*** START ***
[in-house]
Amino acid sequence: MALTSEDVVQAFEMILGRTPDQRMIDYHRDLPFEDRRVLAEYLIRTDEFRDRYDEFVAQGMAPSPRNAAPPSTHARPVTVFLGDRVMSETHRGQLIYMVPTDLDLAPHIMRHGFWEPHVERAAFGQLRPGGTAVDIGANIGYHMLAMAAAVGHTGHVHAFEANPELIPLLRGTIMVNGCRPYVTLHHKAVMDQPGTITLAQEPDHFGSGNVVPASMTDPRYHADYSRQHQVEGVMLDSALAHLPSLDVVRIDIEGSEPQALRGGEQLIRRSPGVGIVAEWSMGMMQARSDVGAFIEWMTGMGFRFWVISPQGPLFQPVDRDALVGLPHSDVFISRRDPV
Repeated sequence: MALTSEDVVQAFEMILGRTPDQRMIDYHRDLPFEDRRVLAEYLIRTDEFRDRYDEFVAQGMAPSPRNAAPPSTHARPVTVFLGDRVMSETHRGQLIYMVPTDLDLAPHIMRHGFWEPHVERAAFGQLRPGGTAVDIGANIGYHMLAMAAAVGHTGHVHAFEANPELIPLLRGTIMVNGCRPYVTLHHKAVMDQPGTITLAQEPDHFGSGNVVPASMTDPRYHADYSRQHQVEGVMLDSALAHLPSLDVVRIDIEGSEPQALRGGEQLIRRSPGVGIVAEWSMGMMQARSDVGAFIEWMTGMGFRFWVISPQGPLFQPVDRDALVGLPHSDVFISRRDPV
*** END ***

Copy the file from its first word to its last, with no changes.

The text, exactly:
[in-house]
Amino acid sequence: MALTSEDVVQAFEMILGRTPDQRMIDYHRDLPFEDRRVLAEYLIRTDEFRDRYDEFVAQGMAPSPRNAAPPSTHARPVTVFLGDRVMSETHRGQLIYMVPTDLDLAPHIMRHGFWEPHVERAAFGQLRPGGTAVDIGANIGYHMLAMAAAVGHTGHVHAFEANPELIPLLRGTIMVNGCRPYVTLHHKAVMDQPGTITLAQEPDHFGSGNVVPASMTDPRYHADYSRQHQVEGVMLDSALAHLPSLDVVRIDIEGSEPQALRGGEQLIRRSPGVGIVAEWSMGMMQARSDVGAFIEWMTGMGFRFWVISPQGPLFQPVDRDALVGLPHSDVFISRRDPV
Repeated sequence: MALTSEDVVQAFEMILGRTPDQRMIDYHRDLPFEDRRVLAEYLIRTDEFRDRYDEFVAQGMAPSPRNAAPPSTHARPVTVFLGDRVMSETHRGQLIYMVPTDLDLAPHIMRHGFWEPHVERAAFGQLRPGGTAVDIGANIGYHMLAMAAAVGHTGHVHAFEANPELIPLLRGTIMVNGCRPYVTLHHKAVMDQPGTITLAQEPDHFGSGNVVPASMTDPRYHADYSRQHQVEGVMLDSALAHLPSLDVVRIDIEGSEPQALRGGEQLIRRSPGVGIVAEWSMGMMQARSDVGAFIEWMTGMGFRFWVISPQGPLFQPVDRDALVGLPHSDVFISRRDPV